There exists a common narrative amongst political talking heads regarding President Donald Trump’s base of support: as his approval ratings plummet to new lows on a daily basis, his core supporters remain defiantly by his side.
Nate Silver seeks to put an end to that apparent misconception in a new report for FiveThirtyEight, pointing to an erosion of Trump’s “strong support”:
But the theory isn’t supported by the evidence. To the contrary, Trump’s base seems to be eroding. There’s been a considerable decline in the number of Americans who strongly approve of Trump, from a peak of around 30 percent in February to just 21 or 22 percent of the electorate now.
Far from having unconditional love from his base, Trump has already lost almost a third of his strong support.
Silver also notes, citing data gleaned from his FiveThirtyEight’s approval ratings tracker, that voters who “strongly disapprove” of Trump “outnumber those who strongly approve of him by about a 2-to-1 ratio, which could presage an ‘enthusiasm gap’ that works against Trump at the midterms.”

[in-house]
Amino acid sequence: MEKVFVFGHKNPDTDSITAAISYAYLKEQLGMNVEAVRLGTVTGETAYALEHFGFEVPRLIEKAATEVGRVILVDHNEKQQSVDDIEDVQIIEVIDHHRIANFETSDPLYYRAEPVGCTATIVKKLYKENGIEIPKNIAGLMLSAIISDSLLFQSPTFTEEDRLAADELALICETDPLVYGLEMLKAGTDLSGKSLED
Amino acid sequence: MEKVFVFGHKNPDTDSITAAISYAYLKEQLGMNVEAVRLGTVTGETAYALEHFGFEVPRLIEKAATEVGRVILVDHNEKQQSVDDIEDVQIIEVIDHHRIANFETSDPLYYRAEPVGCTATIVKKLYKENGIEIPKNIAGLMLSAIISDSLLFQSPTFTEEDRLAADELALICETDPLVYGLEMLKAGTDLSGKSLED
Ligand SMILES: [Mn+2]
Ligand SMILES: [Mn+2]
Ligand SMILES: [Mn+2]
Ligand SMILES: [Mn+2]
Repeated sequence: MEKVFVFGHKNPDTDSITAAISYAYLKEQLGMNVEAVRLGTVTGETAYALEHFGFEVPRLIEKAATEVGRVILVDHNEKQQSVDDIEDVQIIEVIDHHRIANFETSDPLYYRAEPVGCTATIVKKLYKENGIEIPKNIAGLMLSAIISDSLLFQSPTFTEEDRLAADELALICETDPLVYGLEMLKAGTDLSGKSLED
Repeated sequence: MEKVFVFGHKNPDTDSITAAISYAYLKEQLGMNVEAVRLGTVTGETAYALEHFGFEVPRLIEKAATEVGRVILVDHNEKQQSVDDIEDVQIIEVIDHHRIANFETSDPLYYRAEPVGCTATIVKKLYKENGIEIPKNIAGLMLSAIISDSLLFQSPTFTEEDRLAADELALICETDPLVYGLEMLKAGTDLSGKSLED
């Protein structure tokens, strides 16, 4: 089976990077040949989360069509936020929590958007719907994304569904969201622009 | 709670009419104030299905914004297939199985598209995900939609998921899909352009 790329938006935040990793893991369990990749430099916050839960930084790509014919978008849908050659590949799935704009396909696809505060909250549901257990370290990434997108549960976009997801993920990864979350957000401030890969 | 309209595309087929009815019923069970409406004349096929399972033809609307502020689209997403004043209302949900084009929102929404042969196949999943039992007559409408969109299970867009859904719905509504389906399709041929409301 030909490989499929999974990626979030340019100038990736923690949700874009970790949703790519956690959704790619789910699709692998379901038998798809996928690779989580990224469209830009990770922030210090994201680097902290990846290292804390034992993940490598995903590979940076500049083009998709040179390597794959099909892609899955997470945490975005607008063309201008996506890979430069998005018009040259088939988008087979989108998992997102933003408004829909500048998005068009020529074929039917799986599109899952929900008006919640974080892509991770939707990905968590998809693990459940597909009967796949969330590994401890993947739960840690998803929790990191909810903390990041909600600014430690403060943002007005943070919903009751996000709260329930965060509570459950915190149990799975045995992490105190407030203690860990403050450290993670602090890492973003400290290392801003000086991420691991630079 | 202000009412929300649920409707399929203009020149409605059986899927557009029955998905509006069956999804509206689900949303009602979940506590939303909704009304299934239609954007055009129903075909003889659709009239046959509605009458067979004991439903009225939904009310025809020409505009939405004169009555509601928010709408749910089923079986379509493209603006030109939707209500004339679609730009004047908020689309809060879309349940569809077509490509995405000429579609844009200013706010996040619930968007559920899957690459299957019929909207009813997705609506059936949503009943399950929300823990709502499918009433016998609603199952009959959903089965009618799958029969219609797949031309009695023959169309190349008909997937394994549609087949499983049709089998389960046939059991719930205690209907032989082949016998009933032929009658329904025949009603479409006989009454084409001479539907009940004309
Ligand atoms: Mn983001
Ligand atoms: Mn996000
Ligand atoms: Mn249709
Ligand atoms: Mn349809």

“The data suggests, in particular, that the GOP’s initial attempt (and failure) in March to pass its unpopular health care bill may have cost Trump with his core supporters,” he adds.
So while there’s risk to Democrats in underestimating Trump’s resiliency, there’s an equal or perhaps greater risk to Republicans in thinking Trump’s immune from political gravity.
If you look beneath the surface of Trump’s approval ratings, you find not hidden strength but greater weakness than the topline numbers imply.
[image via screengrab]
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